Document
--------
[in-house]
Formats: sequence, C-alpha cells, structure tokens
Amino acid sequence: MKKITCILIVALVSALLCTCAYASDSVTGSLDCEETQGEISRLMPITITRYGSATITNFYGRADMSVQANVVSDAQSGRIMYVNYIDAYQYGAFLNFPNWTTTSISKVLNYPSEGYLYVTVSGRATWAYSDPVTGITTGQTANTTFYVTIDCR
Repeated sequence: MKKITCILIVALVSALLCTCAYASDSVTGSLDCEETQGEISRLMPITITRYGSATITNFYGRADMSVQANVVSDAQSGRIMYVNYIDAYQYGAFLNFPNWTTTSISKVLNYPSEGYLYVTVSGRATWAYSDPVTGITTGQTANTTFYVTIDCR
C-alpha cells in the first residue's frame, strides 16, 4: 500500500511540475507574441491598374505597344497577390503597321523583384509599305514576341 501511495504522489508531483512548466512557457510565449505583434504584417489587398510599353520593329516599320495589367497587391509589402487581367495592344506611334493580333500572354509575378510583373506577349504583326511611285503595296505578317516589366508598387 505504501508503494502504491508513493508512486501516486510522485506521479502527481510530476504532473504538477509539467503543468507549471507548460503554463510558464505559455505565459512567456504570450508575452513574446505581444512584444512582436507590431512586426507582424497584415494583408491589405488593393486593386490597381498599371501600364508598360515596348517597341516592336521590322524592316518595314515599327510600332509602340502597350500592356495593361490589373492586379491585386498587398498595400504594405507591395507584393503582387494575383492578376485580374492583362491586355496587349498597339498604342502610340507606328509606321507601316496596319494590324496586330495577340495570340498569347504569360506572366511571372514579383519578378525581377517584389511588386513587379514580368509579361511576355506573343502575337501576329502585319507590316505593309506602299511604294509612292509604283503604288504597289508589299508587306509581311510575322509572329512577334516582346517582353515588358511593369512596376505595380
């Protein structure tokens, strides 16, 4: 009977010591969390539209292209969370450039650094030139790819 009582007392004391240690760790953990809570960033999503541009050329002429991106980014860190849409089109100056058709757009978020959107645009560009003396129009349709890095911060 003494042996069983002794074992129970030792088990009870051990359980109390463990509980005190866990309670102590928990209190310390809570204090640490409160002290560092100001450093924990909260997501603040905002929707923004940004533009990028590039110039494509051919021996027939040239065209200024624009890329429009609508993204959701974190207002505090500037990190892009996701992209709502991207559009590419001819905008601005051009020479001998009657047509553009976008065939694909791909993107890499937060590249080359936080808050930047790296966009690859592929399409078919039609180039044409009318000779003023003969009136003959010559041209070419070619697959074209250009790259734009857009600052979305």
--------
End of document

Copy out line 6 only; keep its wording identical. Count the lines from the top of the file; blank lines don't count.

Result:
């Protein structure tokens, strides 16, 4: 009977010591969390539209292209969370450039650094030139790819 009582007392004391240690760790953990809570960033999503541009050329002429991106980014860190849409089109100056058709757009978020959107645009560009003396129009349709890095911060 003494042996069983002794074992129970030792088990009870051990359980109390463990509980005190866990309670102590928990209190310390809570204090640490409160002290560092100001450093924990909260997501603040905002929707923004940004533009990028590039110039494509051919021996027939040239065209200024624009890329429009609508993204959701974190207002505090500037990190892009996701992209709502991207559009590419001819905008601005051009020479001998009657047509553009976008065939694909791909993107890499937060590249080359936080808050930047790296966009690859592929399409078919039609180039044409009318000779003023003969009136003959010559041209070419070619697959074209250009790259734009857009600052979305």